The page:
Additionally, on May 13, a UN-sponsored panel discussion on basic income was held at the Palace of Nations in Geneva. Thomas Vollmer from the Swiss Federal Social Insurance Office presented the government’s anti-UBI position, while BIEN members like Guy Standing and Ralph Kundig laid out the case in favor. (Click through the previous links for videos from the respective conferences, previously unpublished on Basic Income News.)
Switzerland’s basic income campaign — and the thoughts and questions behind it — also became the subject a new book, Voting for Freedom: The 2016 Swiss Referendum on Basic Income: A Milestone in the Advancement of Democracy.
In the book’s forward, venture capitalist Albert Wenger emphasizes the historical and global significance of the Swiss movement: “This vote represents a historic opportunity for social and economic progress. By embracing basic income in a peaceful vote, Switzerland could lead the way for others to follow.
Despite the ultimate failure of the referendum, the campaign has surely been a success for global basic income movement — where it will continue to inspire advocates and activists in other countries. Indeed, the campaign has already been the direct source of inspiration for a similar movement in Germany as well as one in Portugal.
In fact, despite the rejection of basic income on a federal level, the Swiss city of Lausanne might still proceed with its own basic income pilot.
One thing, for sure, is clear: thanks in large part to Switzerland, the world is now debating the merits of a basic income.
Glancing back at the few weeks prior to Sunday’s vote, we can quickly assemble an impressive list of international media outlets that published articles about the referendum: The BBC, Reuters, The Guardian, The Wall Street Journal, The New Yorker, The Independent, USA Today, Channel NewsAsia, CNN Money, Yahoo Finance, The Economic Times, CNBC, The Inquisitr, Tech Insider, Fortune, Express Tribune, Bloomberg, and AskMen, among many others.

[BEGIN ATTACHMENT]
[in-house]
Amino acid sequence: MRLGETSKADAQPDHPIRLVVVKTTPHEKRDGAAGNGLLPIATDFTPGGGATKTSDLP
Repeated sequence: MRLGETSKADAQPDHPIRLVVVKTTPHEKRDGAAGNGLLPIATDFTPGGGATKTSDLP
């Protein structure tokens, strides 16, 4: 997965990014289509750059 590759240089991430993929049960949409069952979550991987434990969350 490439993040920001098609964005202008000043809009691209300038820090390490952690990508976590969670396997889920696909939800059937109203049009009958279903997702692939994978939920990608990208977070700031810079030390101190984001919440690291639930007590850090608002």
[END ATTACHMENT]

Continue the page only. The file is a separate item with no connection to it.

No doubt the international conversation will continue and grow after the announcement of the results – and, although these results are negative, the campaign can surely count this a major success, and we basic income advocates throughout the world owe immense gratitude to the Swiss popular initiative.
Thanks to my supporters on Patreon. (To see how you too can support my work for Basic Income News, click the link.)
I still seem to be unique in the Basic Income movement in seeing it as necessary to allow a planned limit for ecological reasons to be a policy option. But would that have helped or hindered the case for in the referendum? Did the protagonists not think it relevant, think it would not help, or just not think of it?
Good question. I’m personally very sympathetic to the idea that we need BI for ecological reasons, but this is not something I’ve heard discussed at all in my reading about the Swiss movement. Maybe those who were more closely involved with the Swiss campaign can interject here if they have answers…